Despite the efforts of George W. Bush, there has never been an American president who personified conflict in quite the way Andrew Jackson did. The hero of the Battle of New Orleans, Jackson took office in 1829, four years after he felt he should have (John Quincy Adams having been awarded the 1824 election only after the vote went to the House of Representatives). For the next eight years, Jackson fought. And won.
Newsweek editor Jon Meacham provides a telling and quite personal account of Jackson's presidency in American Lion. As would the king of a jungle, Jackson seized his young country's highest office — the entire executive branch, really — as his own, in ways his six predecessors (including George Washington) chose not to. As the first "frontier president" — far from the presidential cradles of Virginia or Massachusetts, Jackson hailed from Tennessee — Old Hickory felt an obligation to make the presidency less symbolic and more representative. It was a novel idea at the time. Writes Meacham, "His view of the presidency was that he was in the White House to fight the people's battles as best he could. . . . if left to their own devices, the elite would serve their own interests at the expense of the interests of the many."
The battles President Jackson fought were varied, and Meacham describes them vividly, utilizing letters written by the president, his family, and his rivals. Considering the challenges Jackson faced from the likes of South Carolina's John Calhoun (nothing less than Jackson's vice president during his first term), Kentucky's Henry Clay (his opponent for president in 1832), and Massachusetts senator Daniel Webster, fighting off a would-be assassin — as Jackson did with a cane in 1835 — was child's play. State's rights became a wedge between Jackson and the "nullifiers" of South Carolina three decades before the first shot was fired at Fort Sumter. His aggressive, unilateral policy-making offended traditionalists like Clay and Webster, the latter standing with his president only when it came to preserving the growing union of states.
Meacham's voice is measured, with the author's conscience wrestling with the same issues any student of Jackson will. However brave, decisive, and well-intentioned Jackson may have been, history must judge him in part on the hands-off role he played on the issue of slavery (slaves lived with his extended family at the Hermitage near Nashville) and quite-hands-on role he played in forcing native Americans across the Mississippi River, particularly the sorrowful legacy left by the Cherokees' Trail of Tears.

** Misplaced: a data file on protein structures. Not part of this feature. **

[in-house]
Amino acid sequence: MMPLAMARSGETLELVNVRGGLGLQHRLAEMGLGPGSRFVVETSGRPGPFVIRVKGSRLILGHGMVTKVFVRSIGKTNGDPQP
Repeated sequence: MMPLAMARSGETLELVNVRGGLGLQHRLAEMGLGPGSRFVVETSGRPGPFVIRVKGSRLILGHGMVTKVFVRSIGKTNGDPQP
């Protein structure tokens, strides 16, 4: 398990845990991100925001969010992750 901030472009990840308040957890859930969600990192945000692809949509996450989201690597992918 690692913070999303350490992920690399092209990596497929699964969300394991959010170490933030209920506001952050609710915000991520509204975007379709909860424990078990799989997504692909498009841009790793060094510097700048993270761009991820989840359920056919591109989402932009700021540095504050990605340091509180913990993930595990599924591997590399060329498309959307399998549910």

Jackson changed America, for good or ill, so he belongs in the pantheon of U.S. presidents to be studied. Today, with the U.S. financial system being turned inside out by economists analyzing a phenomenon they've never before witnessed, it's jarring to imagine the country's chief executive officer almost single-handedly taking down the U.S. Bank — moving federal deposits to state banks, closer to his people — as did Jackson. "It is to be regretted," he wrote, "that the rich and powerful too often bend the acts of government to their selfish purposes." President Jackson found ways to bend government through force of will and personality. If that, too, was selfish, in Jackson's mind, so be it.
There's a heartbreaking element to Andrew Jackson's White House years, in that they took place after the death of his beloved wife Rachel, who became ill only after her husband won the 1828 election. Rumors of infidelity followed Rachel to her grave and fueled an anger in Jackson that all but certainly shaped his resolve when confronted with opposition of any sort. The notorious wife of an aide became a political divider when Jackson chose to defend her reputation and, more tellingly, cast aside anyone (including his own vice president) who might question his stance. What was another fight — however sordid the cause — to our seventh president? Like with every other, it was a fight Jackson won.